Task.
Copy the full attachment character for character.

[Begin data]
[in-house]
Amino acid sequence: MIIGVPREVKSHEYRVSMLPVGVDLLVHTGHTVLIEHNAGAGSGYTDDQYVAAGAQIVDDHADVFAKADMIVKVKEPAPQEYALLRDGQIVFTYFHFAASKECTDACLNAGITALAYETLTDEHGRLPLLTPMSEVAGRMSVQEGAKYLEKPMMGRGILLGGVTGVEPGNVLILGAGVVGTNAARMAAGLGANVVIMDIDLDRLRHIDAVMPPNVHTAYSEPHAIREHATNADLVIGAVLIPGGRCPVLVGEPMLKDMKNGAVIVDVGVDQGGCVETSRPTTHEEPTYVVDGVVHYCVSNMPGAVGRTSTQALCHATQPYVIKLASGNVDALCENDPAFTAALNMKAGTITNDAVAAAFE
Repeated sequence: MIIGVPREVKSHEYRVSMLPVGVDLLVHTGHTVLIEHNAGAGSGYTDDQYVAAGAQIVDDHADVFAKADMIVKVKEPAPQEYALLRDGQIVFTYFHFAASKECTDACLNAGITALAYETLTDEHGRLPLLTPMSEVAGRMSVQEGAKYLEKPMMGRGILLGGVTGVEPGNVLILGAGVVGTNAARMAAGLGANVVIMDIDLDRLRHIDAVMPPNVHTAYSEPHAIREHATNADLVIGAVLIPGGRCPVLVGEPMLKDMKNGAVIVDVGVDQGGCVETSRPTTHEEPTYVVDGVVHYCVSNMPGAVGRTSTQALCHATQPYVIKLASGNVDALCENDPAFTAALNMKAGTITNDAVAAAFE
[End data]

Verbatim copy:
[in-house]
Amino acid sequence: MIIGVPREVKSHEYRVSMLPVGVDLLVHTGHTVLIEHNAGAGSGYTDDQYVAAGAQIVDDHADVFAKADMIVKVKEPAPQEYALLRDGQIVFTYFHFAASKECTDACLNAGITALAYETLTDEHGRLPLLTPMSEVAGRMSVQEGAKYLEKPMMGRGILLGGVTGVEPGNVLILGAGVVGTNAARMAAGLGANVVIMDIDLDRLRHIDAVMPPNVHTAYSEPHAIREHATNADLVIGAVLIPGGRCPVLVGEPMLKDMKNGAVIVDVGVDQGGCVETSRPTTHEEPTYVVDGVVHYCVSNMPGAVGRTSTQALCHATQPYVIKLASGNVDALCENDPAFTAALNMKAGTITNDAVAAAFE
Repeated sequence: MIIGVPREVKSHEYRVSMLPVGVDLLVHTGHTVLIEHNAGAGSGYTDDQYVAAGAQIVDDHADVFAKADMIVKVKEPAPQEYALLRDGQIVFTYFHFAASKECTDACLNAGITALAYETLTDEHGRLPLLTPMSEVAGRMSVQEGAKYLEKPMMGRGILLGGVTGVEPGNVLILGAGVVGTNAARMAAGLGANVVIMDIDLDRLRHIDAVMPPNVHTAYSEPHAIREHATNADLVIGAVLIPGGRCPVLVGEPMLKDMKNGAVIVDVGVDQGGCVETSRPTTHEEPTYVVDGVVHYCVSNMPGAVGRTSTQALCHATQPYVIKLASGNVDALCENDPAFTAALNMKAGTITNDAVAAAFE